Tuesday, October 16, 2012

Paris: shopping @ Agnes B., Muji, French Trotters

cardigan - Agnes B., dress - Muji, sweater - Levi's Made & Crafted

Of COURSE we shopped.  It would require super-human discipline for belovedest and I to stay out of stores in Paris.  Partly, of course, shops in Paris are a great opportunity to get some insights into the French aesthetic - the way the stores are arranged, the way the merchandise is displayed - it's just NOT like shopping in Chicago.

And then, there are some stores that just don't exist in Chicago - specifically Agnes B. (who had a store here which closed a few years ago), Muji, and French Trotters.  If I were absolutely forced to purchase all of my clothing from one store, it would be Agnes B.; her designs appeal to me completely.  And Muji is just cool - streamlined products of every possible sort.  French Trotters displays clothing in spare, carefully grouped assemblages of clothing that make every piece look irresistible.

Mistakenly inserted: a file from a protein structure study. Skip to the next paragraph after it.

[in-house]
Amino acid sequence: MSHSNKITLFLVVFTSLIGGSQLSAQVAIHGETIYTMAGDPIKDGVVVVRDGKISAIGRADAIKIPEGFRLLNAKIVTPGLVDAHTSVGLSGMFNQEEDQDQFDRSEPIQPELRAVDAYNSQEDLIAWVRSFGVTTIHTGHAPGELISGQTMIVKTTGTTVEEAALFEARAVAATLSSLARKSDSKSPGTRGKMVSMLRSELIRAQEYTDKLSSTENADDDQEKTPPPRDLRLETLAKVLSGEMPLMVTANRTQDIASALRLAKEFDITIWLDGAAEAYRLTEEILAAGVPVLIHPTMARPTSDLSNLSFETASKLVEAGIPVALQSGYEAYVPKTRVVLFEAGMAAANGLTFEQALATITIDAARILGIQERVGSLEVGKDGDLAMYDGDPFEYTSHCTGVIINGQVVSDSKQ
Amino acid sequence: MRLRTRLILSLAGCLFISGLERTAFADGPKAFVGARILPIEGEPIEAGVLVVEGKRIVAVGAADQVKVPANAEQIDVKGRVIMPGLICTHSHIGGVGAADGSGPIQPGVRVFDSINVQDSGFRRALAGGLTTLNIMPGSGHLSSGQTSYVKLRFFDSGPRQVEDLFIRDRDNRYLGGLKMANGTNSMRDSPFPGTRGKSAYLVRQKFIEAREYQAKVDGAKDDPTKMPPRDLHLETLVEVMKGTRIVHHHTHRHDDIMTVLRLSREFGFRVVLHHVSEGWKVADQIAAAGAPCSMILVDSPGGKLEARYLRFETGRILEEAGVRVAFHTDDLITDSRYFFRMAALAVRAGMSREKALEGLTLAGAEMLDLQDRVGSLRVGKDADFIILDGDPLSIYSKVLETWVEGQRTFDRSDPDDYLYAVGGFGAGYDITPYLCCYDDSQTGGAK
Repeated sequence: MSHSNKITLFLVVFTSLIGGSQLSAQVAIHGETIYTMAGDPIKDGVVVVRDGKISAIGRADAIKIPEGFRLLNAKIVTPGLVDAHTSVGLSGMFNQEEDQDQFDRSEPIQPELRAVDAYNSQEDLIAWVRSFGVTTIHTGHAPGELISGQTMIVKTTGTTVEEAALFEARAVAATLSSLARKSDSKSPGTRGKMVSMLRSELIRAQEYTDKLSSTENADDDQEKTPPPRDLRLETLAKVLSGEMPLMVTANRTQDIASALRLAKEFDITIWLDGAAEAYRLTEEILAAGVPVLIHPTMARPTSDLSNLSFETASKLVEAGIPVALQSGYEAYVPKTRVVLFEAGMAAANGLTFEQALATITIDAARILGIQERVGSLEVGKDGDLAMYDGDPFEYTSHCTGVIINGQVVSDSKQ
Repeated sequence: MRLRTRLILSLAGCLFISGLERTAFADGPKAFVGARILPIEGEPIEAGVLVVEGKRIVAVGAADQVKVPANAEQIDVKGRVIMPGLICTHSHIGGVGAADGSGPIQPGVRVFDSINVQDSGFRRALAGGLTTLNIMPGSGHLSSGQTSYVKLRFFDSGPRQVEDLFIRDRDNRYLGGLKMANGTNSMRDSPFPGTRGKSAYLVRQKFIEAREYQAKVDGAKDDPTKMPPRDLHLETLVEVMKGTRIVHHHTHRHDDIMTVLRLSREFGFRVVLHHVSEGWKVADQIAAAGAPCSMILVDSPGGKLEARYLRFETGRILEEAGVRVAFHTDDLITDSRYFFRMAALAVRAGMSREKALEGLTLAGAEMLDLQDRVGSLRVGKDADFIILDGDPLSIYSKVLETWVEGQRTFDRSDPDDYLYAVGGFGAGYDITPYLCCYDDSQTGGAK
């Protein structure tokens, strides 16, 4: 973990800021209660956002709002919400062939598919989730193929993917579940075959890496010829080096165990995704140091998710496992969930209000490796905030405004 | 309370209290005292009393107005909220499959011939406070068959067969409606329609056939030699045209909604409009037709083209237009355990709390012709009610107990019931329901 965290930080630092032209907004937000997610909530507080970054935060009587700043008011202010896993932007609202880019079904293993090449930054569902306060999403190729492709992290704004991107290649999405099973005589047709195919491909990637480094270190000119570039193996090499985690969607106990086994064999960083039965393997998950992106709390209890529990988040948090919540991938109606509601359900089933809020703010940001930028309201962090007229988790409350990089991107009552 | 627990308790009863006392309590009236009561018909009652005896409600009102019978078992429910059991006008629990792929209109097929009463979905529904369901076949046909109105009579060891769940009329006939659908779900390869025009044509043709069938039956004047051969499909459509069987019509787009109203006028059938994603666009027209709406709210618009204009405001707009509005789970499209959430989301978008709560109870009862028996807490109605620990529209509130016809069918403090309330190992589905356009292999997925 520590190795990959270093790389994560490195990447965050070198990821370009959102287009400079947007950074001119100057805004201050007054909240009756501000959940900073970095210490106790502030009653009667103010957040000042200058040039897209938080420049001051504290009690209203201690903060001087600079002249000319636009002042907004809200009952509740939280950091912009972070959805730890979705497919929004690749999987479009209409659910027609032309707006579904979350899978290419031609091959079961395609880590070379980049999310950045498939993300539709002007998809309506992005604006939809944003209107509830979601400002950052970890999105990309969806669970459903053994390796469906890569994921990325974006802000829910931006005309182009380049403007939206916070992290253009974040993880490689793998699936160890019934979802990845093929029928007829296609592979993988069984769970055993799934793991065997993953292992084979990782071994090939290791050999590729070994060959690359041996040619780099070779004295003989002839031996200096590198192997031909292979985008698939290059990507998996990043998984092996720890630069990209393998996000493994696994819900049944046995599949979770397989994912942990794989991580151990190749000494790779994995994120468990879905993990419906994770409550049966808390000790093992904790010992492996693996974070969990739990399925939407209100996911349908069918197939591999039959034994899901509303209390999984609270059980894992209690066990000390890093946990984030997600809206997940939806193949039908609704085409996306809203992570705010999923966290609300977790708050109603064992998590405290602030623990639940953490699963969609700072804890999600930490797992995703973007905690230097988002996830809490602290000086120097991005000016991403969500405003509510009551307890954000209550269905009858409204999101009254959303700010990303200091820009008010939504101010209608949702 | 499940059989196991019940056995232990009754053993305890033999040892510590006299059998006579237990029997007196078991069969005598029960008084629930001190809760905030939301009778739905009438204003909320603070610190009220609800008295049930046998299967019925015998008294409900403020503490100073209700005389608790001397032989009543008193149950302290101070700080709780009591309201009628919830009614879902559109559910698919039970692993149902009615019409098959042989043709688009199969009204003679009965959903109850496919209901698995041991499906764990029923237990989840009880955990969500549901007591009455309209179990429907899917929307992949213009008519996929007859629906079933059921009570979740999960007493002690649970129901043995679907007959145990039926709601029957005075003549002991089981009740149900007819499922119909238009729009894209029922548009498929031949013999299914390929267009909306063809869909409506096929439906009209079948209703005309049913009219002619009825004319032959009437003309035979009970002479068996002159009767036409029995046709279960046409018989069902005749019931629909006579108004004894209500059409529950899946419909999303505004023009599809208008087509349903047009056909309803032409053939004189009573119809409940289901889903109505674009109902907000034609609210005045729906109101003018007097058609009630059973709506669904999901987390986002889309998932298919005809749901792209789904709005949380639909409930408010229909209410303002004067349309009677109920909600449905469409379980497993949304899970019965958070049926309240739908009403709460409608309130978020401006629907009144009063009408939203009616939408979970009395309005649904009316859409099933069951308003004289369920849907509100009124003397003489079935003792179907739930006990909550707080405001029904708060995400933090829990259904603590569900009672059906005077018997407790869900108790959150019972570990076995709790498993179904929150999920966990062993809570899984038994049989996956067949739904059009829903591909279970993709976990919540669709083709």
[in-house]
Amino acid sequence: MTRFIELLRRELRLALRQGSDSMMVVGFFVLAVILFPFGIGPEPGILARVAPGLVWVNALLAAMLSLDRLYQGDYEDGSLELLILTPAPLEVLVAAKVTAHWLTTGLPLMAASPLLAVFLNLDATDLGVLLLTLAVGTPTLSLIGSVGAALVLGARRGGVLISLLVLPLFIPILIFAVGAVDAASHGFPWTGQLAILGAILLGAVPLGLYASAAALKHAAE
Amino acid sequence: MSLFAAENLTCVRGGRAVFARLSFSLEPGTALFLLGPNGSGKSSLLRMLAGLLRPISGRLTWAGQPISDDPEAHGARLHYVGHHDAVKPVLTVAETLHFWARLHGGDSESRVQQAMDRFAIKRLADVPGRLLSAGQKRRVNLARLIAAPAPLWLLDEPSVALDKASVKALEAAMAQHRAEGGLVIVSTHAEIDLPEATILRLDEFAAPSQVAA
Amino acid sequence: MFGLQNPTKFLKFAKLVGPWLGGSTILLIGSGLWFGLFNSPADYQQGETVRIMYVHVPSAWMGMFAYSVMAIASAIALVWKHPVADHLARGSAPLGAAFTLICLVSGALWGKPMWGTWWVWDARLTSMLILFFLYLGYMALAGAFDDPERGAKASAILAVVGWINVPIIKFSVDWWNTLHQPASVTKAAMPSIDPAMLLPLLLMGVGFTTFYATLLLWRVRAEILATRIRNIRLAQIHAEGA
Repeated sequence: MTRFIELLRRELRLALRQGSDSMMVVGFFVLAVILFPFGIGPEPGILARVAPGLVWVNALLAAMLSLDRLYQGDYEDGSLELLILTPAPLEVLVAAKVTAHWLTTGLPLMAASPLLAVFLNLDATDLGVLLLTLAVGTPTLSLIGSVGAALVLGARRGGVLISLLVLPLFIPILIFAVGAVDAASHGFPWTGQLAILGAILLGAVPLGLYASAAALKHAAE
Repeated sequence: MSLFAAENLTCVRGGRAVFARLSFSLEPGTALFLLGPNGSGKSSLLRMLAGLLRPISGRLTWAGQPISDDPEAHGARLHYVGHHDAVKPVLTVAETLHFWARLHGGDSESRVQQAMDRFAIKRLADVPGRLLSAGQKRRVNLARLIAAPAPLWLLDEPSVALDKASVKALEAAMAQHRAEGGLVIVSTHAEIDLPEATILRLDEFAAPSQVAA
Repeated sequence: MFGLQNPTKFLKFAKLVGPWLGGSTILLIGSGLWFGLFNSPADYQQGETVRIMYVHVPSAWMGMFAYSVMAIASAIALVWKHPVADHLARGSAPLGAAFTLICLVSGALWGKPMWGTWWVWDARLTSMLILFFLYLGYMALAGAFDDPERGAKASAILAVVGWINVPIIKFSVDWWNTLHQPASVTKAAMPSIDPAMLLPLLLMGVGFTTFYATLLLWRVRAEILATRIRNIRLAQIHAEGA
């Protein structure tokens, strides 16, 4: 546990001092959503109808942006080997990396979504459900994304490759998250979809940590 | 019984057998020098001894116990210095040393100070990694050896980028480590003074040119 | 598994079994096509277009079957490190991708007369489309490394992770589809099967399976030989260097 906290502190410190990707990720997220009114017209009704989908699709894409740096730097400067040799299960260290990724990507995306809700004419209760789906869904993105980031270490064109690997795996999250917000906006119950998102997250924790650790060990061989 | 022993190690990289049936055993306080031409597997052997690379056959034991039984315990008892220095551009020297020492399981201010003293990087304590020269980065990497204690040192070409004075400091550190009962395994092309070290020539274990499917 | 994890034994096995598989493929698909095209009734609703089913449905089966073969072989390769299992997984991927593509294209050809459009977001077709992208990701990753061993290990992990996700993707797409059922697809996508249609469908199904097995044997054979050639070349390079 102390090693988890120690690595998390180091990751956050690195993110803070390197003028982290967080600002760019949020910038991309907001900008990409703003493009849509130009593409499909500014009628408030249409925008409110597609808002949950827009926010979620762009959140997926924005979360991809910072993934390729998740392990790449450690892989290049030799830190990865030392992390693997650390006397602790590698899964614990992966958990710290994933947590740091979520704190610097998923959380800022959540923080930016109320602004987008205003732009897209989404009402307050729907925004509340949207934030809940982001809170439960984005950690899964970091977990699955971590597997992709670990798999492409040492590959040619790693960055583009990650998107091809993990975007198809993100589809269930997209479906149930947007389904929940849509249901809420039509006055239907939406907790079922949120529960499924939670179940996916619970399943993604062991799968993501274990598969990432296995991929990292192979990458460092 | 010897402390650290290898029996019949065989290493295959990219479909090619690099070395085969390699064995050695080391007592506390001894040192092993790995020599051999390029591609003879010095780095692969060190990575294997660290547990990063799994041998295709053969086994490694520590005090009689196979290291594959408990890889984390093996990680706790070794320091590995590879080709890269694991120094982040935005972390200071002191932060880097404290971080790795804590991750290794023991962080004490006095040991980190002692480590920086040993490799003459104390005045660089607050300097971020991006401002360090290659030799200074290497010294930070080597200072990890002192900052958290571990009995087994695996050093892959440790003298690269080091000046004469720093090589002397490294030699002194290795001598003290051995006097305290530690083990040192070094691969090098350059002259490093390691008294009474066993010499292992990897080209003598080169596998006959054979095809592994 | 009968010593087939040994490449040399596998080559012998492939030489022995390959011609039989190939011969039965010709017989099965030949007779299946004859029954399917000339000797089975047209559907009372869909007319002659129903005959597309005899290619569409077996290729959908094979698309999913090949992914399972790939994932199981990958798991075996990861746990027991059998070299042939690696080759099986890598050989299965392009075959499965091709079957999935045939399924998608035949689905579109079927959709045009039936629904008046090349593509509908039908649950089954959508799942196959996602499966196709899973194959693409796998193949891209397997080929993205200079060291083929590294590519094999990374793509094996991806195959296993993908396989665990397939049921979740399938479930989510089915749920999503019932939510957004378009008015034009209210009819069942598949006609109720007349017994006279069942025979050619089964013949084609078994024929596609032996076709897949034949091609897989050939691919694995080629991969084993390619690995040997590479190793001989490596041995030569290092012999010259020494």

Above, you can see what I purchased.  I'm going to buy a denim shirt, and a black sweater vest, and then I'm going to...

wait for it...

take ANOTHER year off from shopping!

This is going to be fun...

33 comments:

  1. My daughter bought that very dress from Muji in the Marais last summer. Hers is natural linen. Husband was on the long line for falafels.

    Love Agnes B, but have never bought a piece.

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  2. Haven't been in Agnes B. Thought it might be too young for me. I think there is one in one of the two malls that I visit on vacation.

    Another year without shopping. Don't think I can do that, but what if I track how long it is between buying excursions. I'll try to lengthen out the span each time. I am having fun using my clothes in different ways. Today, I've decided on a grey crewneck T with black jeans and a funky silver/crystal long necklace. And silver flats. Never did this combination before.